4:50 Tara Hunkin:
Hi everyone. I want to welcome you back to the Autism, ADHD and Sensory Processing Disorder Summit. I'm Tara Hunkin and I'm very excited to have with me today, Dr. Brandon Crawford. Dr. Crawford is licensed to practice chiropractic in the US in the state of Texas and in Dubai Healthcare City in the United Arab Emirates. Dr. Crawford maintains an active practice in Austin, Texas, where he sees various types of patients seeking to restore their health. A large part of his practice is focused in helping families who seek help for neuro developmental disorders like Autism, ADHD, Tourettes, OCD, and similar issues.
Dr. Crawford is considered an expert in the field of photobiomodulation and lectures around the world, discussing the research and practical applications of light and laser therapy on the brain and body to improve health. Dr. Crawford is also the cofounder founder of Shed Light, a company that distributes therapy lasers to clinicians and teaches them how to properly use and implement them in their practices. In his own life, he's been positively affected by the application of functional neurology and laser therapy.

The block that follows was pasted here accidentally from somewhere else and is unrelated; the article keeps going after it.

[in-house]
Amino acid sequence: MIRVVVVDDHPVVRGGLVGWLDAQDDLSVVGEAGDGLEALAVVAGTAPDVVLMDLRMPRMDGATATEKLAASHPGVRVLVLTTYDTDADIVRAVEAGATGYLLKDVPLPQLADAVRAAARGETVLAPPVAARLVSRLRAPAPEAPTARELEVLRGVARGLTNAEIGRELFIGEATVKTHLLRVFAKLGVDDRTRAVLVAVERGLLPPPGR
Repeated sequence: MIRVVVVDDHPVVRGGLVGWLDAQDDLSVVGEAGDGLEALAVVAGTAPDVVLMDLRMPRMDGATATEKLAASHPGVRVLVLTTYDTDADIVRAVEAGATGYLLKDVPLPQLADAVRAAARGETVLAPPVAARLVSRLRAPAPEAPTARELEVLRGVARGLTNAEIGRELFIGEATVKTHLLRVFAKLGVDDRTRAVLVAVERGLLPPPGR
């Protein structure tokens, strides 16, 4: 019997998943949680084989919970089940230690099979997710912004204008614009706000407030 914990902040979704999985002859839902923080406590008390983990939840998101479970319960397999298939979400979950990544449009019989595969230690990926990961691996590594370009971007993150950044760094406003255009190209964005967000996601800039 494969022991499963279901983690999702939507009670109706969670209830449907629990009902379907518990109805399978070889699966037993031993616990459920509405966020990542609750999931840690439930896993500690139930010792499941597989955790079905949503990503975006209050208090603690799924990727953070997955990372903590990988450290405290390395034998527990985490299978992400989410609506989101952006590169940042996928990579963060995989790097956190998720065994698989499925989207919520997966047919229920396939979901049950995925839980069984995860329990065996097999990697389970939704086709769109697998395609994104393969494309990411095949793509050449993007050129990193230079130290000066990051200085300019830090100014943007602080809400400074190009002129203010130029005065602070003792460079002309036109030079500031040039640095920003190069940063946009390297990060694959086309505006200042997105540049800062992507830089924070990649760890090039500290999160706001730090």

Both himself and his son have suffered from Tourette's and it was the application of these strategies that brought relief. So as you can probably imagine our topic today is photobiomodulation, the secret weapon to speed healing and recovery at the cellular level. So I'm really happy and excited to share this topic with you and thrilled to have Dr. Crawford with us today.
6:27 Dr. Brandon Crawford:
Thanks for being here and really thanks to you for doing this and for spreading such knowledge and giving so many people the hope that they really need. This is a very broad topic and there's a lot of chatter out there about this topic. So it's really good to have this going on.
6:44 Tara Hunkin:
Yeah, this particular topic is something that people may not have heard about, but also there's a lot of, a combination of fear and unknown because they don't know enough about it to understand how it works and why it works. So we're going to dive into all that today. So we're going to start right from the beginning. So if someone hasn't had any exposure to what laser therapy or a photobiomodulation is, can you explain to everyone what it is?